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You’re going to want to read David Cicilline’s new book

Cover of "House on Fire" by Rhode Island Congressman David Cicilline.TWELVE BOOKS

It’s book day for US Representative David Cicilline.

The congressman’s first book, “House on Fire,” hits newsstands today (you should buy it at Book on the Square, but you can purchase it on Amazon, too). It’s a partial memoir that explores the current state of politics in America, his role as manager during the second impeachment of Donald Trump, and most interestingly, his rise up the legal and political ladder in Rhode Island.

You’ll have to dig past some of the predictable “Democrats good, Republicans bad”-speak throughout, but it’s a thoughtful and occasionally revealing book that should have broader appeal. Plus, there’s plenty of organized crime and Buddy Cianci to go with the whole fighting for democracy thing.


Here are five of the most interesting parts of the book.

The “M” word

For those who love Rhode Island politics, you can skip ahead to the second (of three) sections of the book, where Cicilline writes about his younger days. (Spoiler: at one point, he considered becoming an actor.)

The most fascinating passages are when he writes about his father, a legendary defense attorney who happened to represent New England mob boss Raymond Patriarca. Cicilline doesn’t deny the existence of organized crime led by Italian-Americans, but he writes, “Because my father knew the full truth about the M word, it wasn’t used in our home, and I don’t use it to this day.”

He goes on to tell a remarkable story about stolen La-Z-Boy recliners and the government’s overreach when prosecutors charged his father with conspiracy to commit perjury (he was acquitted).

A split with the speaker

You don’t normally hear about any friction between Cicilline and House Speaker Nancy Pelosi, but there was during impeachment discussions. The congressman makes it clear that he disagreed with the decision to focus solely on the Ukraine incident during President Trump’s first impeachment, which he dubs “the playing-nice impeachment.”


He explains that Pelosi did not appreciate the “rebels” on her leadership team who pushed for an impeachment inquiry following the release of Robert Mueller’s report on Russian interference in the 2016 election. “She might forgive those who break ranks, but she wouldn’t forget.”

During the second “less nice impeachment,” where Cicilline played multiple vital roles (including drafting the article accusing Trump of incitement of insurrection and serving as a manager during the Senate trial), he breaks a little news by claiming that he heard Pelosi actually stopped US Representative Adam Schiff from drafting a competing impeachment article.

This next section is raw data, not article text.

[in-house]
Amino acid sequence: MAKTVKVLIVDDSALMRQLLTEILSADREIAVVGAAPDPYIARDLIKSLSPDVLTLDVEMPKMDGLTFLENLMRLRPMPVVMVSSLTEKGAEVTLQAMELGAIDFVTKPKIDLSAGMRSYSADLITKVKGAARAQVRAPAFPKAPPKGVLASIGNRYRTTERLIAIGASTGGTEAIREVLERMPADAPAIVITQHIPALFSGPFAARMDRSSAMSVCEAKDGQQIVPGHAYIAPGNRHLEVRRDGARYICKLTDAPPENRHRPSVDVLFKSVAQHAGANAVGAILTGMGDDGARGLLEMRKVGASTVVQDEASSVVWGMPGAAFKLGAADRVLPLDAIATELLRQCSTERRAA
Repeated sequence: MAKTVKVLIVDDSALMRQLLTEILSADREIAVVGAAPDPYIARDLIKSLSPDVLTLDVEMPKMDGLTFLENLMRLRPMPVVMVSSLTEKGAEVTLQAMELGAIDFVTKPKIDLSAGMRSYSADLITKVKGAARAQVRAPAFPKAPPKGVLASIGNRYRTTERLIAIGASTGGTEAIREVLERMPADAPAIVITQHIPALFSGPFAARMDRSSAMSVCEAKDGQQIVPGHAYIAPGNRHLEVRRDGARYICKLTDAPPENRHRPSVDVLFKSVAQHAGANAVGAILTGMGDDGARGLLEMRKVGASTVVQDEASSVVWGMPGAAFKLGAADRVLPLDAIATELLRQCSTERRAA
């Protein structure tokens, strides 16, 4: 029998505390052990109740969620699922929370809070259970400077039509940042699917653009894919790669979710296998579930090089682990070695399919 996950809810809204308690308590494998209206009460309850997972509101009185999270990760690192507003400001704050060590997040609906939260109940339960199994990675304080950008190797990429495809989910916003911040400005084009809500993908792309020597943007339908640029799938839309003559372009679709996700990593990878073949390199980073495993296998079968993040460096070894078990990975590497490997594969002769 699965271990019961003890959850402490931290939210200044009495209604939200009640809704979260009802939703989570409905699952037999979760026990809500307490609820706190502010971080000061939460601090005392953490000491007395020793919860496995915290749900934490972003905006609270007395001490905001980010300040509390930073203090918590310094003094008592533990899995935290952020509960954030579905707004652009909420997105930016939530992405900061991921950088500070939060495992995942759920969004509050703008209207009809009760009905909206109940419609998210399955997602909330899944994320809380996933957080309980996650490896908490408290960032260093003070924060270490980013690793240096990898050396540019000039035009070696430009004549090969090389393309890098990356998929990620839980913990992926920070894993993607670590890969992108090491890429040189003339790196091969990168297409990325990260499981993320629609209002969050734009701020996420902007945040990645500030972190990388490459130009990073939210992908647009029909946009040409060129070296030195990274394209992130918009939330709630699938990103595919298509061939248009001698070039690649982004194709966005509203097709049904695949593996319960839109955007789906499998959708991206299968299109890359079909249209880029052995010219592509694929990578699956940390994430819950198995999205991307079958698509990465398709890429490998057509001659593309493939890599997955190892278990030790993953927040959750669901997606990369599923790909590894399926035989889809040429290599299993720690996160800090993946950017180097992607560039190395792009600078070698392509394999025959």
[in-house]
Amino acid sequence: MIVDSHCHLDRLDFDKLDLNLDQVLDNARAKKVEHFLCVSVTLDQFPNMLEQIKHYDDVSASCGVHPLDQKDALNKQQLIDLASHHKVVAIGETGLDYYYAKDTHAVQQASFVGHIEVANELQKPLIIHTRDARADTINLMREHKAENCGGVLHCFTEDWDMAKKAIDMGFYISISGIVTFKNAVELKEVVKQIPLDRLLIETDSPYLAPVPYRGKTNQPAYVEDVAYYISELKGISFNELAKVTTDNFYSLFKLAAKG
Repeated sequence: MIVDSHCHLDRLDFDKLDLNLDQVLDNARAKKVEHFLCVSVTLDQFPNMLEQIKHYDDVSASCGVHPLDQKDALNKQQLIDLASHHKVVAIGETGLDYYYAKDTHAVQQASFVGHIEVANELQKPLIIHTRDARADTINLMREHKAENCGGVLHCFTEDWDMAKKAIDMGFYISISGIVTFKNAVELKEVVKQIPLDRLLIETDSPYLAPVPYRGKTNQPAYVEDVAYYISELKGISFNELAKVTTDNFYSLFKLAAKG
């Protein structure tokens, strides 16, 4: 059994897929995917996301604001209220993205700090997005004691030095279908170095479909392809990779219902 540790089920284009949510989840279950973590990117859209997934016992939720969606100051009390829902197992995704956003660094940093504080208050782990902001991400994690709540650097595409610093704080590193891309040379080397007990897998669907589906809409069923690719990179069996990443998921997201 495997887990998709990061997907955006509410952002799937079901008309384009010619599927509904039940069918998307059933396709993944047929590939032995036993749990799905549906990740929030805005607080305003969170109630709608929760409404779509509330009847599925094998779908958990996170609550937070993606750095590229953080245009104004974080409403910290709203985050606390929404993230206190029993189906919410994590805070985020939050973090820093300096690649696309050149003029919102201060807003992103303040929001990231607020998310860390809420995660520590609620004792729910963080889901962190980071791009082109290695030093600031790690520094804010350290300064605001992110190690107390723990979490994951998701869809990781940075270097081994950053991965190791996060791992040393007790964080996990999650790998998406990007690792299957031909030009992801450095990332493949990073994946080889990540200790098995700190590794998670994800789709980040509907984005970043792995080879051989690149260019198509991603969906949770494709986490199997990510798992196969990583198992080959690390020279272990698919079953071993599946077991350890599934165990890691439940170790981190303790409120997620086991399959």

Settling the score with Cianci

During his second term as mayor of Providence and first couple of terms in Congress, Cicilline rarely addressed the near-daily personal attacks he faced from his arch nemesis Buddy Cianci, the former mayor who had become a radio host. But Cianci has been dead for more than six years, and Cicilline devotes plenty of space to tell us how he really felt about his predecessor in City Hall. He credits Cianci with being a charismatic leader, but also calls him “our little kleptocrat dictator.”

”I found Mayor Cianci a dangerous creature, and I hated the fact that whenever people anywhere talked about our city, his name came up,” Cicilline writes.

Fighting the firefighters

While Cicilline is now treated as a hero by most public employee unions, he had a years-long battle with Providence’s firefighters that finds its way into the book. He writes that their protests “were generally annoying and often disruptive. In 2007 I couldn’t even be included on a list of co-chairs of Hillary Clinton’s campaign because Democrats back unions.” He doesn’t write that Joe Biden skipped a trip to Providence when he was vice president because he wouldn’t cross a picket line.


Yes, I’m “openly” gay

Cicilline writes about the time he clashed with an unnamed Providence Journal editor for being unwilling to allow then-columnist Charlie Bakst to include that Cicilline is gay in one of his columns. “It was probably the first time anyone, anywhere, had called a media gatekeeper and asked, ‘Why aren’t you publishing the fact that I’m gay?’” Cicilline writes.

In the end, the column ran with a matter-of-fact reference to him being gay, and Cicilline explains that “nothing noteworthy happened.” He writes that his family was confused about why he felt the need to call them to let them know the column was running. “They loved me, they said. That was it.”

This story first appeared in Rhode Map, our free newsletter about Rhode Island that also contains information about local events, data about the coronavirus in the state, and more. If you’d like to receive it via e-mail Monday through Friday, you can sign up here.

Dan McGowan can be reached at Follow him @danmcgowan.